CBD can change the way your body processes certain medications
Cannabidiol (CBD), has gained widespread attention for its potential to ease symptoms of insomnia, anxiety, chronic pain, and a host of other health conditions.
And while studies are ongoing as to how effective CBD is, many people are giving it a try.
Research to date shows that CBD is generally safe and has few, if any, minor side effects. But there’s one big caveat: CBD does have the potential to interact with some medications. The concern has to do with how the body metabolizes certain substances.
Before trying CBD, it’s crucial to talk to your doctor about all of the vitamins, supplements, and prescription and over-the-counter medications you’re taking. Here’s a deeper look at why having the conversation matters.
Research has begun to demonstrate that cannabidiol (CBD) has the potential to effectively help a large number of people. CBD oil interacts with the endocannabinoid system in a way that produces very few unintended side-effects.
While the majority of the vast majority of the science indicates CBD oil is safe for use and consumption, it does pose a few risks that, if not properly understood, could be dangerous.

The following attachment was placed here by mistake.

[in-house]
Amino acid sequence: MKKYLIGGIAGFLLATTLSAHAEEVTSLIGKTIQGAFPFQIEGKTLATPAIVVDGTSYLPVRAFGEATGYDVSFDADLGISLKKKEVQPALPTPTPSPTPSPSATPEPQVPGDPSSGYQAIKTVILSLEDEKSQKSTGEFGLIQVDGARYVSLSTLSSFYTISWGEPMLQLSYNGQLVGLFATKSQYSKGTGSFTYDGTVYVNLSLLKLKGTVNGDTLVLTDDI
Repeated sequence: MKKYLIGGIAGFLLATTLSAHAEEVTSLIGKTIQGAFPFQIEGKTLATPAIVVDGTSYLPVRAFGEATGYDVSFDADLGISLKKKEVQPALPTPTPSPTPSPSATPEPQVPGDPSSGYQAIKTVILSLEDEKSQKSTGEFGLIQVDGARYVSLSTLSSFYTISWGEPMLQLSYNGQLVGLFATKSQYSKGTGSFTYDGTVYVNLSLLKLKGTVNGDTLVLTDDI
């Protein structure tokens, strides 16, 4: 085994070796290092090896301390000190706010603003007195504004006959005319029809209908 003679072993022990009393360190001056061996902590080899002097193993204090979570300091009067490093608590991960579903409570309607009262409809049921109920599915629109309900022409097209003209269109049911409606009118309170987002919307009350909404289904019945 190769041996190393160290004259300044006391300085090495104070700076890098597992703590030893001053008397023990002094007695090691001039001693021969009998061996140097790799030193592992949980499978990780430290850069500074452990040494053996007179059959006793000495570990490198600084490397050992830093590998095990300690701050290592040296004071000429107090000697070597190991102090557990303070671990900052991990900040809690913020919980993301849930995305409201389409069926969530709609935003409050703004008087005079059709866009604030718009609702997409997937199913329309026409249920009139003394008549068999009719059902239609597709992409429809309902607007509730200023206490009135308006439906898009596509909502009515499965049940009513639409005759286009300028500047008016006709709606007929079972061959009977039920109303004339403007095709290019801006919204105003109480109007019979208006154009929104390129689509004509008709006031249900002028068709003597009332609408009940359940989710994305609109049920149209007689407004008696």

One of these risks is the inhibition of the cytochrome P450 enzyme system.
Nearly 60 percent of the medications on the market are metabolized through a set of liver enzymes — called cytochrome P450, or CYP450 — that are, coincidentally, the same enzymes that break down CBD. Previous research suggests that CBD is a very strong inhibitor of the CYP450 enzymes. This means that if you take CBD while on another medication, it could block these critical enzymes, allowing more of the medication to get into your system.
So let’s say you’re on a medication like warfarin or Coumadin, a really common medication given to a lot of patients to thin their blood. If CBD is blocking the metabolism of warfarin, that warfarin is now higher and more active and can either become toxic or cause other problems. In the case of a blood thinner like warfarin, other problems could entail a traumatic bleed or a dangerous hemorrhage.